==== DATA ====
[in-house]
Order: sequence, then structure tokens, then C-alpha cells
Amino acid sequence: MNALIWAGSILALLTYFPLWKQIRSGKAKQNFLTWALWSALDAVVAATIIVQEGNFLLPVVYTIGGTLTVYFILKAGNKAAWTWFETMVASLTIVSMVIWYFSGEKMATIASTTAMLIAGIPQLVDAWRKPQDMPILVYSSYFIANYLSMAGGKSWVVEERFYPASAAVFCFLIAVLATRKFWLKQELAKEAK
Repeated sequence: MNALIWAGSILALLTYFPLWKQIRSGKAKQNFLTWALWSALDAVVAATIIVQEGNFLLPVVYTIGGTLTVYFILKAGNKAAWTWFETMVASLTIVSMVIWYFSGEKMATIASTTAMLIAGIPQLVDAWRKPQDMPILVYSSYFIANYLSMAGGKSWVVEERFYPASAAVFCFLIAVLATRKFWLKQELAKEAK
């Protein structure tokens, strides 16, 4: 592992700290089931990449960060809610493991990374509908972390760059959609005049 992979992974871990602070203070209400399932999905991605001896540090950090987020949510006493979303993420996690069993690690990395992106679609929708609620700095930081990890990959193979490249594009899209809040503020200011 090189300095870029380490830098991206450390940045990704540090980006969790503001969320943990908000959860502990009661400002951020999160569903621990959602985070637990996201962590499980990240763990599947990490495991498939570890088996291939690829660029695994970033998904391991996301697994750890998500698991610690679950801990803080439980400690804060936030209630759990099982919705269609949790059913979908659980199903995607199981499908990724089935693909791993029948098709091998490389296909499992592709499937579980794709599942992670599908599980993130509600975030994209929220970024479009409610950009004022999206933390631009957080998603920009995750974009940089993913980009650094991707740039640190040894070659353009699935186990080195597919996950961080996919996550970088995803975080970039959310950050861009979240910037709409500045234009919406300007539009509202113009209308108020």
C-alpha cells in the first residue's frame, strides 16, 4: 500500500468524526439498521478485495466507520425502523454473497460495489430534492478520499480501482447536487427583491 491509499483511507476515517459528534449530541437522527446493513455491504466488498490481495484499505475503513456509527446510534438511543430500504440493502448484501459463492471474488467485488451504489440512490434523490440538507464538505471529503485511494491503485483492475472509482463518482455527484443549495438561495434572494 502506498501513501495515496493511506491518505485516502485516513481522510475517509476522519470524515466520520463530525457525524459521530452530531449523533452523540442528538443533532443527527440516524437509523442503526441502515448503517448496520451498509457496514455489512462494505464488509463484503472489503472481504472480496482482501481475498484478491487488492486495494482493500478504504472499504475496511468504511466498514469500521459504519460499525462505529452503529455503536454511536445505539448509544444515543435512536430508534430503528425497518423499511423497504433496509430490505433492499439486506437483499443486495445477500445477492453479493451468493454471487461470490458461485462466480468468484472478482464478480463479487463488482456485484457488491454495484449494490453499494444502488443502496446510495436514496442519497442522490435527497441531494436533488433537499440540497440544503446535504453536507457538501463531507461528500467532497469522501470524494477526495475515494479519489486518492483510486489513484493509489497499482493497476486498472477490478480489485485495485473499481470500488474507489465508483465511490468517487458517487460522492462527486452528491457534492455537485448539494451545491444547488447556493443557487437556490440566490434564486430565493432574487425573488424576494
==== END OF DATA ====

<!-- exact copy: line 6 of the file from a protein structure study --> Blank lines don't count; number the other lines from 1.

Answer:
C-alpha cells in the first residue's frame, strides 16, 4: 500500500468524526439498521478485495466507520425502523454473497460495489430534492478520499480501482447536487427583491 491509499483511507476515517459528534449530541437522527446493513455491504466488498490481495484499505475503513456509527446510534438511543430500504440493502448484501459463492471474488467485488451504489440512490434523490440538507464538505471529503485511494491503485483492475472509482463518482455527484443549495438561495434572494 502506498501513501495515496493511506491518505485516502485516513481522510475517509476522519470524515466520520463530525457525524459521530452530531449523533452523540442528538443533532443527527440516524437509523442503526441502515448503517448496520451498509457496514455489512462494505464488509463484503472489503472481504472480496482482501481475498484478491487488492486495494482493500478504504472499504475496511468504511466498514469500521459504519460499525462505529452503529455503536454511536445505539448509544444515543435512536430508534430503528425497518423499511423497504433496509430490505433492499439486506437483499443486495445477500445477492453479493451468493454471487461470490458461485462466480468468484472478482464478480463479487463488482456485484457488491454495484449494490453499494444502488443502496446510495436514496442519497442522490435527497441531494436533488433537499440540497440544503446535504453536507457538501463531507461528500467532497469522501470524494477526495475515494479519489486518492483510486489513484493509489497499482493497476486498472477490478480489485485495485473499481470500488474507489465508483465511490468517487458517487460522492462527486452528491457534492455537485448539494451545491444547488447556493443557487437556490440566490434564486430565493432574487425573488424576494